When is it fair to hold young people criminally responsible? If young people lack the capacity to make a meaningful choice and to control their impulses, should they be held criminally culpable for their behaviour? In what ways is the immaturity of young offenders relevant to their blameworthiness? Should youth offending behaviour be proscribed by criminal law? These are just some of the questions asked in this thoughtful and provocative book.
In The Moral Foundations of the Youth Justice System, Raymond Arthur explores international and historical evidence on how societies regulate criminal behaviour by young people, and undertakes a careful examination of the developmental capacities and processes that are relevant to young people's criminal choices. He argues that the youth justice response needs to be reconceptualised in a context where one of the central objectives of institutions regulating children and young people's behaviour is to support the interests and welfare of those children.
This timely book advocates a revolutionary transformation of the structure and process of contemporary youth justice law: a synthesised and integrated approach that is clearly distinct from that used for dealing with adults. This book is a key resource for students, academics and practitioners across fields including criminal law, youth justice, probation and social work.
Raymond Arthur is Reader in Law at Northumbria University, UK, and the author of Young Offenders and the Law (Routledge, 2010). He has collaborated with researchers, practitioners, non-governmental organisations (NGOs) and charities to develop new approaches to responding to youth offending.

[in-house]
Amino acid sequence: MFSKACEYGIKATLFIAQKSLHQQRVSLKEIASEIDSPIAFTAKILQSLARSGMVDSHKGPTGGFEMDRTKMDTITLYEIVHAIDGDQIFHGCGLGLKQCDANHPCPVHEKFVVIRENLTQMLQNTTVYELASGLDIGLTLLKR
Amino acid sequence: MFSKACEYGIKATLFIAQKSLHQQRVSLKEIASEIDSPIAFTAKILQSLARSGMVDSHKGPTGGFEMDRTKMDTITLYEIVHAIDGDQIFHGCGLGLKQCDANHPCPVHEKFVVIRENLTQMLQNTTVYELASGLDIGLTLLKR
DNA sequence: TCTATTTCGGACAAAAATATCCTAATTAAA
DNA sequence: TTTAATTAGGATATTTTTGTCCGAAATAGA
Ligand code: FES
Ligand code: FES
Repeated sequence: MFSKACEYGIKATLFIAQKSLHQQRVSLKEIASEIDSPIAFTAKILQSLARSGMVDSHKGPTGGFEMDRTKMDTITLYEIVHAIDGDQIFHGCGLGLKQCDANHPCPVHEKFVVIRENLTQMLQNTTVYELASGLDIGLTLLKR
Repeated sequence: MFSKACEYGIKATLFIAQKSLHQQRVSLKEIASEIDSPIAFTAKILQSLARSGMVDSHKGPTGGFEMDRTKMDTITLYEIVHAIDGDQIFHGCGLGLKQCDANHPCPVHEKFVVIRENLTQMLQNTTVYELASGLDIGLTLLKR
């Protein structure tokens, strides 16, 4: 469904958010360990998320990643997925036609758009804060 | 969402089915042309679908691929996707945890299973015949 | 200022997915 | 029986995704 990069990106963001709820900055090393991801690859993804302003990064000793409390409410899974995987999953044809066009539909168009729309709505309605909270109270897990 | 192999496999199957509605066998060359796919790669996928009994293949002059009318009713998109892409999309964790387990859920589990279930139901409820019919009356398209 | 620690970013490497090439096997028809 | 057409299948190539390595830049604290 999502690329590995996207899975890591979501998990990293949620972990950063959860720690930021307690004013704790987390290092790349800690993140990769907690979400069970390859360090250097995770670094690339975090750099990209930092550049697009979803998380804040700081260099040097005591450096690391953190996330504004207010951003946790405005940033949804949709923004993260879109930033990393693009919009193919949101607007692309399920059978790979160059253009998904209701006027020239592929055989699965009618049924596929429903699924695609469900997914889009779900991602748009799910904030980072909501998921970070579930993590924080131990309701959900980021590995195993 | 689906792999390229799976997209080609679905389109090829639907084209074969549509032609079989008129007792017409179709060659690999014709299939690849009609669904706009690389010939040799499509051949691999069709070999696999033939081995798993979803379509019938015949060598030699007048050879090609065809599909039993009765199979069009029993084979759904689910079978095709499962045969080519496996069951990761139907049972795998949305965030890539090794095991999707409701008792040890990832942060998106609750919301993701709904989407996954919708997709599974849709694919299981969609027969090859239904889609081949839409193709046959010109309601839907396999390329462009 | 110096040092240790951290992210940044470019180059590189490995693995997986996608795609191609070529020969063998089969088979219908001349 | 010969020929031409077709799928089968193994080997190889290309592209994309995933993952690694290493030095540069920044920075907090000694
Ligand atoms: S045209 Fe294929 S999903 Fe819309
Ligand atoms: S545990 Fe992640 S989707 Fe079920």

1. Introduction 2. The origins of childhood and the youth justice system 2.1 Development of the concept of Childhood 2.2 Parens patriae 2.3 Statutory protection of childhood 2.4 Development of a separate youth criminal justice system 2.5 The decline of welfarism, re Gault and the rise of individual active citizens 2.6 Conclusions 3. New Labour, new youth justice, new century 3.1 Age of criminal responsibility 3.2 Welfare of the child 3.3 Restorative justice 3.4 Punishing parents 3.5 Net widening 3.6 Custodial sanctions 3.7 Youth justice 2010-2015: coalition government and the Big Society 3.8 Conclusions 4. The impact of international law 4.1 Historical development of international law on children's rights 4.2 United Nations Convention on the Rights of the Child 4.3 Protect the best interests of the child 4.4 Support families and involve communities 4.5 Age-appropriate treatment 4.6 Diversion 4.7 Child's voice must be heard 4.8 Conditions in custody 4.9 Application of the United Nations Convention on the Rights of the Child 4.10 Conclusions 5. Young people who offend 5.1 Young offenders and their family life 5.2 Teenage Parents 5.3 Poverty 5.4 Experience of school 5.5 Mental Health 5.6 Addiction issues 5.7 Cognitive functioning and decision making 5.8 Children in care 5.9 Conclusions 6. Impact of criminalisation 6.1 Education and employment 6.2 Restorative justice 6.3 Custody 6.4 Conditions in custodial institutions 6.5 What works in preventing offenders re-offending 6.6 Public opinion 6.7 Conclusions 7. Young people, the youth court and the right to a fair trial 7.1 Young people's experiences 7.2 The European Convention on Human Rights 7.3 The Mental Health Act 1983 7.4 Stay of proceedings 7.5 Fitness to plead 7.6 Conclusions 8. The youth justice system and theories of punishment 8.1 Youth criminal law as retribution 8.2 Deterrence/Prevention 8.3 Public Censure/ Restorative justice 8.4 Conclusions 9. Conclusions